As the saying goes, do not place all your eggs in one basket. This is perhaps one of the most important lessons when discussing investment management and retirement planning. Before we dive into the various diversification options, if you need a refresher on diversification in general, please reference our posts from the previous two months. (This post will solely cover miscellaneous positions. The first month we discussed stocks and the second month we covered bonds.)
We do feel the need to address the concern of overdiversification. Having your investments spread too thin will severely hinder the potential for substantial growth. It is important to focus on the companies and areas that will outperform and decrease exposure to those that are expected to underperform. As Warren Buffet once said, “Wide diversification is only required when investors do not understand what they are doing.”
Commodities are typically referred to as natural or raw materials. This would include positions such as Gold, Oil, Sugar, Lumber, etc. The cost of raw materials typically is linked very closely to the movement of inflation. AS inflation increases, the price of these positions typically increases as well. This creates and increased expense for many companies and may tighten their margins resulting in less profitability.
These commodities are also influenced by supply and demand. As supply increases and demand decreases, the price will typically go down. If supply decreases and demand increases, prices will normally go up. If there is less production in the economy, oil and gas are not as desirable so the price will usually go down. If there is a lot of volatility in equity markets, people will demand gold as a safe haven so the price may increase.
Currencies are the monetary units various countries use. In the United States, we use the US Dollar. Other examples are the Euro, British Pound, Japanese Yen, Mexican Peso. Often times currencies are shown in relation to one another. (Euro/USD, GBP/USD, etc.) This is due to the fact that currencies are typically exchanged for one another. As a result, the best way to show the pricing is the relative strength between each other.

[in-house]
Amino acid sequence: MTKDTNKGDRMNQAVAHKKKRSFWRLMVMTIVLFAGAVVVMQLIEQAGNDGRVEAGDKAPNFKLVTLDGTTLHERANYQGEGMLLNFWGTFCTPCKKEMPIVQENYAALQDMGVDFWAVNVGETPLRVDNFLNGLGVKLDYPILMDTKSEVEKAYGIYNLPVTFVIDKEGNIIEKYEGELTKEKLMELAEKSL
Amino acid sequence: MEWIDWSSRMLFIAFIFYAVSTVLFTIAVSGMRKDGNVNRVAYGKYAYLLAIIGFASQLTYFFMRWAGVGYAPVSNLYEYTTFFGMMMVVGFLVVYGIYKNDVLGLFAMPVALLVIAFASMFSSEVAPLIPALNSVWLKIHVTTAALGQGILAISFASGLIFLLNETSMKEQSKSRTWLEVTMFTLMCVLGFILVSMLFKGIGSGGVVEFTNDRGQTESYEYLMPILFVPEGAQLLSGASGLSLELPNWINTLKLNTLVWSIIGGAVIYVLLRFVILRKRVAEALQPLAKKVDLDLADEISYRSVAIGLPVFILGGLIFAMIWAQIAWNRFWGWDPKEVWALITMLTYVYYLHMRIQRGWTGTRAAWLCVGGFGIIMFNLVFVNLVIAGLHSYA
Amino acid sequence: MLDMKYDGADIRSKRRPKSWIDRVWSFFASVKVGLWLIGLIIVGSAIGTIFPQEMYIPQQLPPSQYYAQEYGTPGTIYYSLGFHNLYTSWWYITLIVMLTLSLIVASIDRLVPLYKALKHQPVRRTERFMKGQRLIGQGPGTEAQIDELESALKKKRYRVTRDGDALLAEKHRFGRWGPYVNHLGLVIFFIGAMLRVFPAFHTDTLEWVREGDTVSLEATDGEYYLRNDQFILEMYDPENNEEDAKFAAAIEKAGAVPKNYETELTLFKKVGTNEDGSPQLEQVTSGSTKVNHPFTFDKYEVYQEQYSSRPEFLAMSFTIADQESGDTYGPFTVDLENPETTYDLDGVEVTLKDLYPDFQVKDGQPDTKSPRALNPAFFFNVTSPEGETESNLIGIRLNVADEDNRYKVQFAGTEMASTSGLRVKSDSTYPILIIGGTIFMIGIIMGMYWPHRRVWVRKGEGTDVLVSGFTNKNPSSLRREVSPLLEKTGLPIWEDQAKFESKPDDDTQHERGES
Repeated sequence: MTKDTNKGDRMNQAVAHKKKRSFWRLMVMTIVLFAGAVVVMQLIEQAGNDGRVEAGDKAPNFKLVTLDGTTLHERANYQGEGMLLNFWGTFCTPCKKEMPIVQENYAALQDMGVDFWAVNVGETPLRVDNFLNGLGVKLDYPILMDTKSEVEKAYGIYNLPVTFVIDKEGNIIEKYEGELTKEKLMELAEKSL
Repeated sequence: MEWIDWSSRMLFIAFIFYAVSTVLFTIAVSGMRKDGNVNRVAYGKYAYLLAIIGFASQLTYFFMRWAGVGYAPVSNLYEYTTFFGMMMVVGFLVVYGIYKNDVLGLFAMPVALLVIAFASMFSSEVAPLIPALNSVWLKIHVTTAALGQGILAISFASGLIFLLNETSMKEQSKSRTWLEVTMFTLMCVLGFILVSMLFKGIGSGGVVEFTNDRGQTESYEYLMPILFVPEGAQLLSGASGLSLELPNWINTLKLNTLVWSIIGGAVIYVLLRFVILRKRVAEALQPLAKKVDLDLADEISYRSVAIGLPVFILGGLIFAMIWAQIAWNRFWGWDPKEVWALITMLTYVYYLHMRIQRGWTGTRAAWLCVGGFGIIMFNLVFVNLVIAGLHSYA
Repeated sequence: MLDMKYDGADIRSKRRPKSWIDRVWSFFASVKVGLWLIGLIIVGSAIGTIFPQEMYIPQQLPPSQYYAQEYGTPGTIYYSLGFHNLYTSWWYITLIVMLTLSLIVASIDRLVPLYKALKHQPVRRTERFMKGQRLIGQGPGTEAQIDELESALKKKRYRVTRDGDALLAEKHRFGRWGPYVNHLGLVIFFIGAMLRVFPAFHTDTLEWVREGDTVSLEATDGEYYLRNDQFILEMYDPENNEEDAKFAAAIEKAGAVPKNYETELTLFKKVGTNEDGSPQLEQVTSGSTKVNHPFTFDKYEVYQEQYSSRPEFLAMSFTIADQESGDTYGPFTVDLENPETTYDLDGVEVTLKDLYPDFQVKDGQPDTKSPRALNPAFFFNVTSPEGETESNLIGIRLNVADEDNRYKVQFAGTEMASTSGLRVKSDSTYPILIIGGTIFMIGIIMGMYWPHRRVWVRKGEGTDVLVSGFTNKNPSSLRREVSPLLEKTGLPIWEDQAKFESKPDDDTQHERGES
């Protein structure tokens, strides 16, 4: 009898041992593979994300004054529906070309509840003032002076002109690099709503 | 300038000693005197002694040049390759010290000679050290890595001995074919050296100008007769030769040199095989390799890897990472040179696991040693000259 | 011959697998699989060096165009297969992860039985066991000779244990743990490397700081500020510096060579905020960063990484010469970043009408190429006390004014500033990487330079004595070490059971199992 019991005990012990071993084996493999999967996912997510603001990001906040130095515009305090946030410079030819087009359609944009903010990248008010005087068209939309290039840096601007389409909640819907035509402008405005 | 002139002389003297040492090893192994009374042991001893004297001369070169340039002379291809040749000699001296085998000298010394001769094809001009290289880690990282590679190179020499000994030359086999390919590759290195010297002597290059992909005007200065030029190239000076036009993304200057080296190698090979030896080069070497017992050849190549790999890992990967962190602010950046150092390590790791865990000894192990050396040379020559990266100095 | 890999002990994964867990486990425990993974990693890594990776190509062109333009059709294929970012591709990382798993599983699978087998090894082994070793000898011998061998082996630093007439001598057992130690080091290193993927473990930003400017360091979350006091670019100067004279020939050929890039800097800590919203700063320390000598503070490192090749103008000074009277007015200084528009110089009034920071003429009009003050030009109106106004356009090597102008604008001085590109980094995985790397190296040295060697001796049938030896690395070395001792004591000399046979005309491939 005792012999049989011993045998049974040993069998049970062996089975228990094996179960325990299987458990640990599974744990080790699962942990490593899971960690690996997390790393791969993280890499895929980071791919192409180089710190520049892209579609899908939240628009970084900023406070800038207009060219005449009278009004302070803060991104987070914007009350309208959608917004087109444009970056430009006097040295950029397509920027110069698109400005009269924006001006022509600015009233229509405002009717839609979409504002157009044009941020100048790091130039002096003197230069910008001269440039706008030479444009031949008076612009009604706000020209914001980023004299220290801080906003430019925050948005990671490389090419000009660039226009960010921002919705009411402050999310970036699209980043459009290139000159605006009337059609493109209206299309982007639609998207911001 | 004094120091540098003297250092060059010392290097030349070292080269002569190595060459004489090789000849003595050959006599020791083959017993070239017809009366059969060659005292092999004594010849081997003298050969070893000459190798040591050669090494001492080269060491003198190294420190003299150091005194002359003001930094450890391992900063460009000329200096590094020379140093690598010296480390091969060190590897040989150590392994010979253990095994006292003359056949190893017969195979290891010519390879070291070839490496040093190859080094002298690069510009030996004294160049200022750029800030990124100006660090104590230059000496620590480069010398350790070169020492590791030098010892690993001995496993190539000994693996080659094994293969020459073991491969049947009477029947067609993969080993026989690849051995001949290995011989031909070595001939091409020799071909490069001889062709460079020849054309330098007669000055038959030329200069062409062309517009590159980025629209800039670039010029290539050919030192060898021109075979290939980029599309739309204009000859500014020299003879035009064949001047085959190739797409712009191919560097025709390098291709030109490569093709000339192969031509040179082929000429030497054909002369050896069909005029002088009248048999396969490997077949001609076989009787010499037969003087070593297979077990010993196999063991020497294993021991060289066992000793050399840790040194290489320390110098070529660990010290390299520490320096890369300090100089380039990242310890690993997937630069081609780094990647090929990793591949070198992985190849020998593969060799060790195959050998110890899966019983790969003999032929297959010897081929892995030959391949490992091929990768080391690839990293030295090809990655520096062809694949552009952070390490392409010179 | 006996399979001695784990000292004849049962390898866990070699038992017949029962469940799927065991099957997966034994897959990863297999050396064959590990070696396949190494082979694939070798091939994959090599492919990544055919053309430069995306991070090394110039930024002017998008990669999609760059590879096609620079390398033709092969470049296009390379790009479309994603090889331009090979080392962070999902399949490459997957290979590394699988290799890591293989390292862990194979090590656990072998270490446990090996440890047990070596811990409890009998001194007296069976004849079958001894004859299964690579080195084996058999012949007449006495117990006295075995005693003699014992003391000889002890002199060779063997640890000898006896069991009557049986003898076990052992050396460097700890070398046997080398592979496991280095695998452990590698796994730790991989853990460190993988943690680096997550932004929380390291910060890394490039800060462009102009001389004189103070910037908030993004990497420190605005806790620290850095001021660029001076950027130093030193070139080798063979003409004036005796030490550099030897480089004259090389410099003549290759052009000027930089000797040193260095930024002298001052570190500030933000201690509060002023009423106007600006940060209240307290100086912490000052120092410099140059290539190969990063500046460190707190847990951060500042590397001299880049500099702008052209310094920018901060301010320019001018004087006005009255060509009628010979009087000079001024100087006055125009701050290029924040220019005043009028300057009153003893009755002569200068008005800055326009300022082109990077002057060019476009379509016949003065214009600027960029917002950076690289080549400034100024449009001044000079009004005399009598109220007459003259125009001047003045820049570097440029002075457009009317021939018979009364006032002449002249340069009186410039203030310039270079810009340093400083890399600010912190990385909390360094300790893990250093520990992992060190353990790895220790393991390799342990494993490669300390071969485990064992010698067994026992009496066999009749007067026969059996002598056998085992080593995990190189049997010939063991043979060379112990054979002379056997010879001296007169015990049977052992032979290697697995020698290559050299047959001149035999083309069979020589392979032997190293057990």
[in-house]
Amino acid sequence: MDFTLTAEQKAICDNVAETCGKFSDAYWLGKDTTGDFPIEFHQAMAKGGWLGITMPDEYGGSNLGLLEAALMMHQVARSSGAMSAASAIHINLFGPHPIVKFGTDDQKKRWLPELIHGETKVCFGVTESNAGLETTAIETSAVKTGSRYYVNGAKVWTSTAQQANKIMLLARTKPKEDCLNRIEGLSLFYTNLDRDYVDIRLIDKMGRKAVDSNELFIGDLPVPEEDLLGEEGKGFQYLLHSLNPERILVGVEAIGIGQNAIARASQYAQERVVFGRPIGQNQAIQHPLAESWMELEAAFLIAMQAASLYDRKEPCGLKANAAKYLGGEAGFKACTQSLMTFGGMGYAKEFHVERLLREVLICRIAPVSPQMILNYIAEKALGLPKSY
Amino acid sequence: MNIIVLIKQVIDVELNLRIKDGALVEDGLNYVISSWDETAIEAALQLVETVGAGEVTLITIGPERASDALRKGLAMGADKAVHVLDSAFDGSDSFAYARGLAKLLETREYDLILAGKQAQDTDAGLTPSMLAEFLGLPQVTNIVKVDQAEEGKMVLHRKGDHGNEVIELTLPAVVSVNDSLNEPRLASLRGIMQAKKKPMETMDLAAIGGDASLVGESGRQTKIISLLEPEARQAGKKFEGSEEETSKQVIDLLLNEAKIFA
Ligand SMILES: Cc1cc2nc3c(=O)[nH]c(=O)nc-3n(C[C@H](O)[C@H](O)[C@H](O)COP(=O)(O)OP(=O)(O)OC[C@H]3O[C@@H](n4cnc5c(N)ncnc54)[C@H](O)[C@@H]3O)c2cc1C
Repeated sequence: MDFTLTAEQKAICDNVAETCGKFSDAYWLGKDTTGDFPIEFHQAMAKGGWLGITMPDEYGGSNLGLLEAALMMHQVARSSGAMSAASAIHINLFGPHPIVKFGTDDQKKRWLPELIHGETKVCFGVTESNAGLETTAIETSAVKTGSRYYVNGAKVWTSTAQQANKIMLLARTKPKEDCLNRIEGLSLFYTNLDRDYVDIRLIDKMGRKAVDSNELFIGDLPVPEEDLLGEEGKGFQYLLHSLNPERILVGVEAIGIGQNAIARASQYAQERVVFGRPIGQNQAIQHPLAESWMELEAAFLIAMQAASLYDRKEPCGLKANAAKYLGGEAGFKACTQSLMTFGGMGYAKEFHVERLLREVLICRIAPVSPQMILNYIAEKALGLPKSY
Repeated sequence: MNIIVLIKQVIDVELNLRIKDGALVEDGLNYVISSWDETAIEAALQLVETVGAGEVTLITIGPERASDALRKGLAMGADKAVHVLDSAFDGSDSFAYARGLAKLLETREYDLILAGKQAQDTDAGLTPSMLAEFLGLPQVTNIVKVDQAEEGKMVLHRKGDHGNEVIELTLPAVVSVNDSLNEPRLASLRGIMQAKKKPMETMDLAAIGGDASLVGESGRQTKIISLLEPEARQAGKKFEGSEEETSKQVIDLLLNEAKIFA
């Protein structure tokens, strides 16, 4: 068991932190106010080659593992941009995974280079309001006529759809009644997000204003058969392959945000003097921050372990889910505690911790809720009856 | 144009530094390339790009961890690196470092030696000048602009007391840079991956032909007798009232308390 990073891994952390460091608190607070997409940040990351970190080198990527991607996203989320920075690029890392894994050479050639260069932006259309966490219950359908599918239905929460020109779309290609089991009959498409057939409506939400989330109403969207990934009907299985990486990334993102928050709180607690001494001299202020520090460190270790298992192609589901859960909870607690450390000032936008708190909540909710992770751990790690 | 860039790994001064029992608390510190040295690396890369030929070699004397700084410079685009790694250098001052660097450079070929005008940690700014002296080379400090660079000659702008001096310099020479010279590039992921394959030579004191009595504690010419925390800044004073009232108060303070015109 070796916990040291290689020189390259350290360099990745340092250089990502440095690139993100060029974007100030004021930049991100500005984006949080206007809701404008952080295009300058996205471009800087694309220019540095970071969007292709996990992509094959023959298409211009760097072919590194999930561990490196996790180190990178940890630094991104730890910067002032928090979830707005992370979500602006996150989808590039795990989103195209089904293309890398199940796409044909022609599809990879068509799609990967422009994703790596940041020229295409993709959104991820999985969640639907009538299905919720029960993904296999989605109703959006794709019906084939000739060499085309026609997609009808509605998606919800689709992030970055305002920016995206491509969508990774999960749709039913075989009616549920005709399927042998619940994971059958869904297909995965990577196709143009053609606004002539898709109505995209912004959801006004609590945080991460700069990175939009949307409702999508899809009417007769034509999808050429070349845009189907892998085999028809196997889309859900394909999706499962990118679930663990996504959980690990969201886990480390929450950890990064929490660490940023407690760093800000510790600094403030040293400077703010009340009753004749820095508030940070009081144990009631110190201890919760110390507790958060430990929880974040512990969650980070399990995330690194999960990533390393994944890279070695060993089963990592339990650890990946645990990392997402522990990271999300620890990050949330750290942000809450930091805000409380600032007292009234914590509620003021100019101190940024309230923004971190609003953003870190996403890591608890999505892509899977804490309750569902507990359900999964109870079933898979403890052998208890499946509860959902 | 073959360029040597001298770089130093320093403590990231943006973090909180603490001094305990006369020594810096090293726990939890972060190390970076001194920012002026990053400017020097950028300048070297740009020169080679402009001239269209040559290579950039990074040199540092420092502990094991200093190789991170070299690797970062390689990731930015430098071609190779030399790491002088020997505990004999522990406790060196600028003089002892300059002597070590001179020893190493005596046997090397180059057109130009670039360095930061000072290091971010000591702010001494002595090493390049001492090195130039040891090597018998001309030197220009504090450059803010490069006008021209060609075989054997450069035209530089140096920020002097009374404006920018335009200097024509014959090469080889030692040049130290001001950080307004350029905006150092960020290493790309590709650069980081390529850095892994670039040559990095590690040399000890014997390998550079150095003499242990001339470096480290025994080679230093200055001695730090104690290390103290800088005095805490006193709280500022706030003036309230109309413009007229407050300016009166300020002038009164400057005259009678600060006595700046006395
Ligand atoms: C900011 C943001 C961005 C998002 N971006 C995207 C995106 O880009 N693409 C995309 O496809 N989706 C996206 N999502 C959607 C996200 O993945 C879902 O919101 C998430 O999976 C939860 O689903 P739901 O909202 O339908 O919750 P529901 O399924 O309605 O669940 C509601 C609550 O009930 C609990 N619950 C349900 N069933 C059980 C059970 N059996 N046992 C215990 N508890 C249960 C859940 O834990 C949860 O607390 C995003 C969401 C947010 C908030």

As the USD goes up, other currencies will typically devalue against it. Whe the USD falls, other currencies normally increase in value. Everything from GDP, to interest rates, and supply/demand for the currency is able to affect the pricing. Also, fiscal and monetary policy are able to influence currency prices since the underlying government is affecting the money supply.
Similarly to currencies, it is possible to diversify investments across various countries. Stocks and bonds both exist outside the United States and investing globally allows an investor to spread out their risk incase the US economy is slowing but the rest of the world is growing.
Typically, international investments are categorized into either a Developed Market or an Emerging Market. A developed market is a nation that is fully advanced and includes a large amount of business and economic productivity. Emerging markets are typically much smaller nations that have more growth potential still but also include more risk.
An inverse position moves opposite of the underlying investment. An investor may want to buy one of these positions if they expect the underlying investment to decrease in value. If that were to happen, the inverse would increase in value. Inverse funds include bonds, equities, currencies, and commodities.
If you have any questions about taxes, your individual investment portfolio, our 401(k) recommendation service, or anything else in general, please give our office a call at (586) 226-2100. Please feel free to forward this commentary to a friend, family member, or co-worker. If you have had any changes to your income, job, family, health insurance, risk tolerance, or your overall financial situation, please give us a call so we can discuss it.
We hope you learned something today. If you have any feedback or suggestions, we would love to hear them!
Zachary A. Bachner, CFP®
Robert L. Wink
Kenneth R. Wink
James D. Wink
Summit Financial Consulting